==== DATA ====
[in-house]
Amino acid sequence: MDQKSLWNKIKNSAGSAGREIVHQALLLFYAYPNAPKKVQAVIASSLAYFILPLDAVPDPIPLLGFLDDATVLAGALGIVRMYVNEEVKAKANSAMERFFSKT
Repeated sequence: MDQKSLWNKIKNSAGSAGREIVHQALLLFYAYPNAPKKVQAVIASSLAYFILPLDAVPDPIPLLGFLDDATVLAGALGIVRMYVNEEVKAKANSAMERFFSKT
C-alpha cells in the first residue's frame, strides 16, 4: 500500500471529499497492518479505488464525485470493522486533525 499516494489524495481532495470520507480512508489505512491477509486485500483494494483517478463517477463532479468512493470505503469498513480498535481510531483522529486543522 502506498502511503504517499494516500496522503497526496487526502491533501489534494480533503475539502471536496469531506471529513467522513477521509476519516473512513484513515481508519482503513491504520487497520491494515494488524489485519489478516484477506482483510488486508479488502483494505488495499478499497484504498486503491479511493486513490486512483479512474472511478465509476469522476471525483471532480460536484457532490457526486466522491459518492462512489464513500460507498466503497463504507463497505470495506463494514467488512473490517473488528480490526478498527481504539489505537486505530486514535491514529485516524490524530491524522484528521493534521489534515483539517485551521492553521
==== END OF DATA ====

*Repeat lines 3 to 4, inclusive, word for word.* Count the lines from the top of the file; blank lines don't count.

Repeated sequence: MDQKSLWNKIKNSAGSAGREIVHQALLLFYAYPNAPKKVQAVIASSLAYFILPLDAVPDPIPLLGFLDDATVLAGALGIVRMYVNEEVKAKANSAMERFFSKT
C-alpha cells in the first residue's frame, strides 16, 4: 500500500471529499497492518479505488464525485470493522486533525 499516494489524495481532495470520507480512508489505512491477509486485500483494494483517478463517477463532479468512493470505503469498513480498535481510531483522529486543522 502506498502511503504517499494516500496522503497526496487526502491533501489534494480533503475539502471536496469531506471529513467522513477521509476519516473512513484513515481508519482503513491504520487497520491494515494488524489485519489478516484477506482483510488486508479488502483494505488495499478499497484504498486503491479511493486513490486512483479512474472511478465509476469522476471525483471532480460536484457532490457526486466522491459518492462512489464513500460507498466503497463504507463497505470495506463494514467488512473490517473488528480490526478498527481504539489505537486505530486514535491514529485516524490524530491524522484528521493534521489534515483539517485551521492553521